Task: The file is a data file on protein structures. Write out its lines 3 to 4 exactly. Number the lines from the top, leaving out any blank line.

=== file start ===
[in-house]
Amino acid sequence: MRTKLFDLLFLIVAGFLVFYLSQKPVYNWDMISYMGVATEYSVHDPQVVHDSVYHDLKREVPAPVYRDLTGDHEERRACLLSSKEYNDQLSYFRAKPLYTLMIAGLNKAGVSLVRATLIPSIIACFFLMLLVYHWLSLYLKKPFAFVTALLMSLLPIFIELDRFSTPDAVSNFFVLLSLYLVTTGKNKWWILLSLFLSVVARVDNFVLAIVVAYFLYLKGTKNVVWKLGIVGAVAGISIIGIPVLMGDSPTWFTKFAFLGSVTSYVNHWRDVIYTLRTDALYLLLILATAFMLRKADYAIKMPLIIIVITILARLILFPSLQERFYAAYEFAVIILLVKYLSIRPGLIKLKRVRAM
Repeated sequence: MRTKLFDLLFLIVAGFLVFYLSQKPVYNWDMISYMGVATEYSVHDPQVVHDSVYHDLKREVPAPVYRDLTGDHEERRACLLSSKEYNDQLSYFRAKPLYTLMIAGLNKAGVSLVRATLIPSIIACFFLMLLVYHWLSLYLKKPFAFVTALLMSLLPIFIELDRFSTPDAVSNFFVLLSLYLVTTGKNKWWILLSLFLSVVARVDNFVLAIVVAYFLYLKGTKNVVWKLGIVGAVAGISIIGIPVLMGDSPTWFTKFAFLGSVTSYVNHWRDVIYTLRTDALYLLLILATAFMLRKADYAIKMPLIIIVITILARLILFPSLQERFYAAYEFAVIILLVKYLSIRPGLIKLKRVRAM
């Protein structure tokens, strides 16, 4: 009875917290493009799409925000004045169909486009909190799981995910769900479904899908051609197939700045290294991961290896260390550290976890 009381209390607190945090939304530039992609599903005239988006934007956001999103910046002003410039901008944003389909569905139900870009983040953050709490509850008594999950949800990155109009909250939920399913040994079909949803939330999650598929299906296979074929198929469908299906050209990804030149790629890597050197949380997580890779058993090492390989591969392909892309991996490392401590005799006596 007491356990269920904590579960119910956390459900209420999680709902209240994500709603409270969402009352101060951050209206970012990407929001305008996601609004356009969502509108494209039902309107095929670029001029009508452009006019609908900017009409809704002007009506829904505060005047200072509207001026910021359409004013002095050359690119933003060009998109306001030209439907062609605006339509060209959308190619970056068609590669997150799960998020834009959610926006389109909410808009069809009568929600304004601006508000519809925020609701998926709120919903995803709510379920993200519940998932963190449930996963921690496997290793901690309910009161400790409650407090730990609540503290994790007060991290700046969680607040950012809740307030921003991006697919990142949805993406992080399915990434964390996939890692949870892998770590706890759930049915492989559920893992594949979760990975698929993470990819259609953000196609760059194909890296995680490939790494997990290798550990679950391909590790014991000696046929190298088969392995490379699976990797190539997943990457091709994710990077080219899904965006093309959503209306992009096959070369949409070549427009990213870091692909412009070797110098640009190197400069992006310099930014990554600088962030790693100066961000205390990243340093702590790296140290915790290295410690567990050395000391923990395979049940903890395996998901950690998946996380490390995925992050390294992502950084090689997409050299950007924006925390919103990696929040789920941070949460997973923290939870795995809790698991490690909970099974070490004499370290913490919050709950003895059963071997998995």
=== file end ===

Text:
Repeated sequence: MRTKLFDLLFLIVAGFLVFYLSQKPVYNWDMISYMGVATEYSVHDPQVVHDSVYHDLKREVPAPVYRDLTGDHEERRACLLSSKEYNDQLSYFRAKPLYTLMIAGLNKAGVSLVRATLIPSIIACFFLMLLVYHWLSLYLKKPFAFVTALLMSLLPIFIELDRFSTPDAVSNFFVLLSLYLVTTGKNKWWILLSLFLSVVARVDNFVLAIVVAYFLYLKGTKNVVWKLGIVGAVAGISIIGIPVLMGDSPTWFTKFAFLGSVTSYVNHWRDVIYTLRTDALYLLLILATAFMLRKADYAIKMPLIIIVITILARLILFPSLQERFYAAYEFAVIILLVKYLSIRPGLIKLKRVRAM
């Protein structure tokens, strides 16, 4: 009875917290493009799409925000004045169909486009909190799981995910769900479904899908051609197939700045290294991961290896260390550290976890 009381209390607190945090939304530039992609599903005239988006934007956001999103910046002003410039901008944003389909569905139900870009983040953050709490509850008594999950949800990155109009909250939920399913040994079909949803939330999650598929299906296979074929198929469908299906050209990804030149790629890597050197949380997580890779058993090492390989591969392909892309991996490392401590005799006596 007491356990269920904590579960119910956390459900209420999680709902209240994500709603409270969402009352101060951050209206970012990407929001305008996601609004356009969502509108494209039902309107095929670029001029009508452009006019609908900017009409809704002007009506829904505060005047200072509207001026910021359409004013002095050359690119933003060009998109306001030209439907062609605006339509060209959308190619970056068609590669997150799960998020834009959610926006389109909410808009069809009568929600304004601006508000519809925020609701998926709120919903995803709510379920993200519940998932963190449930996963921690496997290793901690309910009161400790409650407090730990609540503290994790007060991290700046969680607040950012809740307030921003991006697919990142949805993406992080399915990434964390996939890692949870892998770590706890759930049915492989559920893992594949979760990975698929993470990819259609953000196609760059194909890296995680490939790494997990290798550990679950391909590790014991000696046929190298088969392995490379699976990797190539997943990457091709994710990077080219899904965006093309959503209306992009096959070369949409070549427009990213870091692909412009070797110098640009190197400069992006310099930014990554600088962030790693100066961000205390990243340093702590790296140290915790290295410690567990050395000391923990395979049940903890395996998901950690998946996380490390995925992050390294992502950084090689997409050299950007924006925390919103990696929040789920941070949460997973923290939870795995809790698991490690909970099974070490004499370290913490919050709950003895059963071997998995």